The user interface for reporting in Dynamics 365 for Operations (AX7) has changed dramatically, one of the main features being the lovely parameter screen and the standard report header, as shown below:
It did however take me a while to figure out where the parameter/report title derives from and how to change it.
The parameter/report title is based on the Menu Item label which opens the report. This makes perfect sense, although whenever I changed it, it didn’t seem to change when I ran the report. It turns out, after looking into the code, that the report title/caption is stored in the usage data, and this must be cleared for the changes to take effect.
This also means when a change is made to the label on the menu item, all users will have to clear the usage data for this menu item. Not sure how this will work in practice but I guess time will tell.
A few years back, I wrote a similar blog post on developing reports in AX2012. Well, here we are now looking at reports in Dynamics 365 for Operations (AX7), and again I thought I would share my experiences.
I started by trying to replicate a couple of simple reports. I have listed below the things that I think are the good points and the areas which need improvement.
- As all AX development is now done within a fully integrated Visual Studio environment, it was simple to use. I didn’t have to mess around with the configuration, getting Visual Studio to connect to Dynamics AX in the correct layer and model. It was all ready to go.
- Debugging is now completely in Visual Studio which makes development much easier.
- There seemed to be a lot of caching issues in SSRS for Dynamics AX 2012 but these seem to have been eliminated in AX7, speeding up development time and minimising on head scratching time.
- The reports do not necessarily need a title anymore as this is automatically generated from the menu item name.
Areas for Improvement
- There is now no facility to view your report before deploying. This slows down development as you have to deploy the reports and then run the application to see the layout of your report with data.
- If the configuration key is turned off for a particular field that is used in a report, you get a rather vague error message when the report is run along the lines of “please contact your administrator.” It took me a quite bit of debugging to figure out why the report was not working. This could get frustrating and confusing for the end user as the error gives no direct indication what the problem is. For our customers, we may consider extending the class which throws the error to give the user a more meaningful and helpful error message.
- You can drag and drop the report data set onto the design node to create an auto design but this is not supported for a matrix table. This feature has been removed from Dynamics 365 for Operations but is due to return in a future release. We will have to manually create a matrix design until then.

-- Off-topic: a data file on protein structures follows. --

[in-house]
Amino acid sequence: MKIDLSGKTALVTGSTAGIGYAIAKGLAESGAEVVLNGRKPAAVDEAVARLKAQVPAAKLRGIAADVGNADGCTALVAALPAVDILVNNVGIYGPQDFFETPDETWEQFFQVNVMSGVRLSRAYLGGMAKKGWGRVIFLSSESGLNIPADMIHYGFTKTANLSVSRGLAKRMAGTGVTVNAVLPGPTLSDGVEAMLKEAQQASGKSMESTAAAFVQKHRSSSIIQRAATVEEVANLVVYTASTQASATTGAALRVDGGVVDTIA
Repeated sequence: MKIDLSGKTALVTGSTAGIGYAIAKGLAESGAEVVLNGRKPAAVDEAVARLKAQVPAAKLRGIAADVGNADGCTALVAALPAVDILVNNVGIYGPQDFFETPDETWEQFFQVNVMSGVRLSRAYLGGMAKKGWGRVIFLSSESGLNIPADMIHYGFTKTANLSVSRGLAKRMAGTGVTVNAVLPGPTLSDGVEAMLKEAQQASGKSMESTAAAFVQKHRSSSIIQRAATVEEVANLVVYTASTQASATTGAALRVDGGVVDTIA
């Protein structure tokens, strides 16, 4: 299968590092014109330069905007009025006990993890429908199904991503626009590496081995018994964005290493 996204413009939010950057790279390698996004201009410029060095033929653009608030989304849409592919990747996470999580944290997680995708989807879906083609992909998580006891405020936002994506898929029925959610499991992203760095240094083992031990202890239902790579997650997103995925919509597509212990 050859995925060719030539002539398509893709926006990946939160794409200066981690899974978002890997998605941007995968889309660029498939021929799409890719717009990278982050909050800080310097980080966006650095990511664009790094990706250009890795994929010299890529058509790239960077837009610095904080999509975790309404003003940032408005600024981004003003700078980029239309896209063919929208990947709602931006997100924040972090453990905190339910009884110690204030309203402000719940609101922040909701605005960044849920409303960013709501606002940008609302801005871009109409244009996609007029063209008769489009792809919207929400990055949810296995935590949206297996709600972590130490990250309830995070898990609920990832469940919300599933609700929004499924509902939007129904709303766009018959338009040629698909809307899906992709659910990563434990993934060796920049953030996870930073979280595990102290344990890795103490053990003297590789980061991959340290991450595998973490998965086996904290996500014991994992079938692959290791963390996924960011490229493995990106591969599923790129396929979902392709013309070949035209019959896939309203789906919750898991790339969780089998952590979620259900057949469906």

- Elements have to be opened in the designer to allow elements to be dropped into the element to be modified. This slows down development a little but at least it stops modification of object by accidental drag and drops.
- You can no longer deploy just one report (unless you create a separate project for it). When you deploy reports, it deploys all reports for the project you are working in. It feels that this increases the build time slightly and is unnecessary.
Overall, I have really enjoyed the the new version of SSRS in AX7. There seem to be fewer problems and an easier development interface. The areas for improvement may be addressed in future versions of the software. As per every new software release, I’m sure the developer will adjust to the new “features” in time. It is definitely heading in the right direction though with fewer “quirky” features than earlier versions.
I have recently been working on updating the Pick List in Dynamics AX 2012 and thought I would share my experiences.
In Dynamics AX 2012, all reports are now SSRS reports, including things such as pick list, despatch note, sales confirmation etc.
I have developed many reports in previous versions of SSRS but this was the first one using SSRS 2012 integrating with Dynamics AX 2012.
The time needed to develop reports in AX 2012 has definitely increased and here are some of the reasons that I think contribute to this:
- In AX, a specific table is usually created for a report to be used as the data source (although it doesn’t have to). This means if you need a new field, you have to add it to the table or write a method on the table. This requires switching between AX and Visual Studio, which is not ideal.
- When a new field is added in the AOT, the field list in Visual Studio does not refresh. The only way have found to make it appear is to close the report and re-open it.
- There have been a few instances where the changes I have made to a report seem to be ‘Cached’ within AX, even if I redeploy. I then had to clear the caches in AX. If this did not work, I had to delete the report from the server and re-deploy.
- The reports in visual studio can take a while to compile, which wouldn’t necessarily happen in AX.
- The report layouts differ on screen to when they are printed out. Printed out reports seem to maintain white space when the control is hidden, although this does not happen on screen. I spent a lot of time investigating this issue and is still not completely resolved although I have found a suitable alternative solution.
- As far as I am aware, there is no way to access label definitions within visual studio, which makes it more difficult to develop. You have to go to AX to check definitions and get the labels you require.
Overall, the more experience you have of working with reports in AX2012, the easier it will be, although my existing knowledge of SSRS helped immensely. It has quirks which you learn to work around, but there again, don’t all things nowadays